News
Apr 20, 2018

CUPE BC ready to face the future: Trevor Davies

VANCOUVER - Despite challenges over the past year—including the union’s first move to a new office since 1991, a lengthy lockout at Pacific Blue Cross followed by a successful campaign to replace the PBC board, and the growth of operating expenses due to rising costs—CUPE BC remains in good financial shape, Secretary-Treasurer Trevor Davies told delegates on Friday at the union’s 55th annual convention.

“Over the last year, our Division has done some remarkable work and has also been met with some tough challenges,” said Davies. “Without the collective efforts of our CUPE family, we would not have had such a successful year. Today, CUPE BC remains a strong and healthy provincial CUPE division.”

In his convention report, Davies provided details on spending for each of the three funds (General, Defence, and Colleen Jordan Humanity Fund) a summary of daily strike pay estimates for large provincial and municipal locals, how campaign funds are used as part of the Action Plan, and how the Community Events trailer is used throughout the province. He also looked at how certain Defence Fund assets, held in both cash and equity investments managed by Seamark Asset Management, yielded returns averaging nearly 5 per cent in 2017.

“The benefit of building a large savings in the Defence Fund allows us to utilize the savings as an investment vehicle to realize meaningful returns,” he told delegates. “Should CUPE BC find itself in the future with assets in the Defence Fund of eight to ten million dollars, the investment returns alone would likely provide hundreds of thousands of dollars which could be used for a variety of projects or campaigns.”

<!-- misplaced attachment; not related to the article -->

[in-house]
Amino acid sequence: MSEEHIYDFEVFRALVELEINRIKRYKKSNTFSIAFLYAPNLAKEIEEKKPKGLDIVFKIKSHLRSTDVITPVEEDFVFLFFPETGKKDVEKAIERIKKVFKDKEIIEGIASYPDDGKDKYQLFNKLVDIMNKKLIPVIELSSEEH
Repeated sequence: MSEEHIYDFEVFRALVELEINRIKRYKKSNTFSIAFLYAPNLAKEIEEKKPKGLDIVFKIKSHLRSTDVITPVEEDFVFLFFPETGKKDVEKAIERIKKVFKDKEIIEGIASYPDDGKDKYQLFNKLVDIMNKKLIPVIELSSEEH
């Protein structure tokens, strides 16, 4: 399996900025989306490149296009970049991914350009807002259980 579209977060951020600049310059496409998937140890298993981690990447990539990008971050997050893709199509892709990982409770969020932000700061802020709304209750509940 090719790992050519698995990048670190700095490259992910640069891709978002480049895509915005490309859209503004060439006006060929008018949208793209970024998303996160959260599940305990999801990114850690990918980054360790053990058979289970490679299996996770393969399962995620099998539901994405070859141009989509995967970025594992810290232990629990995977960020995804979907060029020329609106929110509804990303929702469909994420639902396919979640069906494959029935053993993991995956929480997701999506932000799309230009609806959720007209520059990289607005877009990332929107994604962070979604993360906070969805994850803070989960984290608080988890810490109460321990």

In looking to the future, Davies discussed the internal operations of CUPE BC, including administrative and operational goals. The move to a new automated per capita program for the Division and locals, he said, has been put on hold until the General Fund has enough capacity to invest in its development—but it remains a high priority. To address the challenges of automation with CUPE worksites, he added, the Division remains committed to promoting the growth of savings and investment accounts for CUPE BC and CUPE locals.

“There will always be another employer or government trying to take away the collective rights we have fought for over many years,” Davies concluded.

“We must continue to renew our union, and to organize within our membership so we can face the challenges ahead and win. By working together, we can overcome any obstacle and continue to stand shoulder to shoulder as proud members of this great union.”

COPE 491